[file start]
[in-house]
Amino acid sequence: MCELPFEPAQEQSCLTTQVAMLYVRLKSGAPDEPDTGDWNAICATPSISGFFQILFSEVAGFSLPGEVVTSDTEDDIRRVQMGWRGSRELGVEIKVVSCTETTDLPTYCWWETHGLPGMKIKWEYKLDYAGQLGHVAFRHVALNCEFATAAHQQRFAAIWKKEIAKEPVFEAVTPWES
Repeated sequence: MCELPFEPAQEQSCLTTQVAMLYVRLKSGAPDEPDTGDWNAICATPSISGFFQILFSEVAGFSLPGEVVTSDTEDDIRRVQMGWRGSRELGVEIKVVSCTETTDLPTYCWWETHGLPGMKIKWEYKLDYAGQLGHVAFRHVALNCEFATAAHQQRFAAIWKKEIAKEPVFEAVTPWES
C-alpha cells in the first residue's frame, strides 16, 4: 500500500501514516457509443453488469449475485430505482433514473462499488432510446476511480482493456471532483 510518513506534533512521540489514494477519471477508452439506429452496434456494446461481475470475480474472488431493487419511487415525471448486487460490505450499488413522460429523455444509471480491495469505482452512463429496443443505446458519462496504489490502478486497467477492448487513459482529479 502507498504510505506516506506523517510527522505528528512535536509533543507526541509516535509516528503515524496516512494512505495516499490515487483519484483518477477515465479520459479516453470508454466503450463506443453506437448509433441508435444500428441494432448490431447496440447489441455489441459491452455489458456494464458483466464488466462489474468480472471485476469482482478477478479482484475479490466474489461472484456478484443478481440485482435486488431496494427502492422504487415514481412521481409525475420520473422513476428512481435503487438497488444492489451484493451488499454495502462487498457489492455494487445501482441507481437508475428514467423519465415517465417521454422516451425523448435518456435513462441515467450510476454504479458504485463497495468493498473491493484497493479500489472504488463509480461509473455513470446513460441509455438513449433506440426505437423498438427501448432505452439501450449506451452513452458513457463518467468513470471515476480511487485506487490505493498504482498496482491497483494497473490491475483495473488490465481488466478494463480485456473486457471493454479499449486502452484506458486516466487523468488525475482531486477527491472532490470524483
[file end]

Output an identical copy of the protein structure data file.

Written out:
[in-house]
Amino acid sequence: MCELPFEPAQEQSCLTTQVAMLYVRLKSGAPDEPDTGDWNAICATPSISGFFQILFSEVAGFSLPGEVVTSDTEDDIRRVQMGWRGSRELGVEIKVVSCTETTDLPTYCWWETHGLPGMKIKWEYKLDYAGQLGHVAFRHVALNCEFATAAHQQRFAAIWKKEIAKEPVFEAVTPWES
Repeated sequence: MCELPFEPAQEQSCLTTQVAMLYVRLKSGAPDEPDTGDWNAICATPSISGFFQILFSEVAGFSLPGEVVTSDTEDDIRRVQMGWRGSRELGVEIKVVSCTETTDLPTYCWWETHGLPGMKIKWEYKLDYAGQLGHVAFRHVALNCEFATAAHQQRFAAIWKKEIAKEPVFEAVTPWES
C-alpha cells in the first residue's frame, strides 16, 4: 500500500501514516457509443453488469449475485430505482433514473462499488432510446476511480482493456471532483 510518513506534533512521540489514494477519471477508452439506429452496434456494446461481475470475480474472488431493487419511487415525471448486487460490505450499488413522460429523455444509471480491495469505482452512463429496443443505446458519462496504489490502478486497467477492448487513459482529479 502507498504510505506516506506523517510527522505528528512535536509533543507526541509516535509516528503515524496516512494512505495516499490515487483519484483518477477515465479520459479516453470508454466503450463506443453506437448509433441508435444500428441494432448490431447496440447489441455489441459491452455489458456494464458483466464488466462489474468480472471485476469482482478477478479482484475479490466474489461472484456478484443478481440485482435486488431496494427502492422504487415514481412521481409525475420520473422513476428512481435503487438497488444492489451484493451488499454495502462487498457489492455494487445501482441507481437508475428514467423519465415517465417521454422516451425523448435518456435513462441515467450510476454504479458504485463497495468493498473491493484497493479500489472504488463509480461509473455513470446513460441509455438513449433506440426505437423498438427501448432505452439501450449506451452513452458513457463518467468513470471515476480511487485506487490505493498504482498496482491497483494497473490491475483495473488490465481488466478494463480485456473486457471493454479499449486502452484506458486516466487523468488525475482531486477527491472532490470524483